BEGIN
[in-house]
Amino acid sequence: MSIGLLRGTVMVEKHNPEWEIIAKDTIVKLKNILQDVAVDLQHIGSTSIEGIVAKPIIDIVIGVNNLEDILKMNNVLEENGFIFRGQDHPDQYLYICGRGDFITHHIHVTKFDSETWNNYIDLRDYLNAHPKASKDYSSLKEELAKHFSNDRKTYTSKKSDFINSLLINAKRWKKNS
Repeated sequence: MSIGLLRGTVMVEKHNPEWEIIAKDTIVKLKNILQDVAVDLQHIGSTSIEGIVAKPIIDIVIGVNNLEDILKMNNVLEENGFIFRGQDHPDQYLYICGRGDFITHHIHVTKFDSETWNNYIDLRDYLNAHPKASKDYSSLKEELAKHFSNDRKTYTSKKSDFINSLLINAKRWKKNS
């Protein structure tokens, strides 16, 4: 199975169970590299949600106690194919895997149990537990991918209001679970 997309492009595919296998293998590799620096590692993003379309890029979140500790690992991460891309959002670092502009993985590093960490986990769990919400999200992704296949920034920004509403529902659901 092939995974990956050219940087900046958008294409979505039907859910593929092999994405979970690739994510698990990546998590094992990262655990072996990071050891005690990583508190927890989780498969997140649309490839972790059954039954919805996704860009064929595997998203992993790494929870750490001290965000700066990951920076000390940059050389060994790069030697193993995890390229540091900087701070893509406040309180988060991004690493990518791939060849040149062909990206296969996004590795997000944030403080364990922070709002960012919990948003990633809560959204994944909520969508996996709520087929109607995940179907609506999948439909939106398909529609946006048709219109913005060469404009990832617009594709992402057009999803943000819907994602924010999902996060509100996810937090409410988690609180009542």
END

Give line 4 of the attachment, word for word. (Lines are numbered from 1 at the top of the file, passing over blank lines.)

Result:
């Protein structure tokens, strides 16, 4: 199975169970590299949600106690194919895997149990537990991918209001679970 997309492009595919296998293998590799620096590692993003379309890029979140500790690992991460891309959002670092502009993985590093960490986990769990919400999200992704296949920034920004509403529902659901 092939995974990956050219940087900046958008294409979505039907859910593929092999994405979970690739994510698990990546998590094992990262655990072996990071050891005690990583508190927890989780498969997140649309490839972790059954039954919805996704860009064929595997998203992993790494929870750490001290965000700066990951920076000390940059050389060994790069030697193993995890390229540091900087701070893509406040309180988060991004690493990518791939060849040149062909990206296969996004590795997000944030403080364990922070709002960012919990948003990633809560959204994944909520969508996996709520087929109607995940179907609506999948439909939106398909529609946006048709219109913005060469404009990832617009594709992402057009999803943000819907994602924010999902996060509100996810937090409410988690609180009542």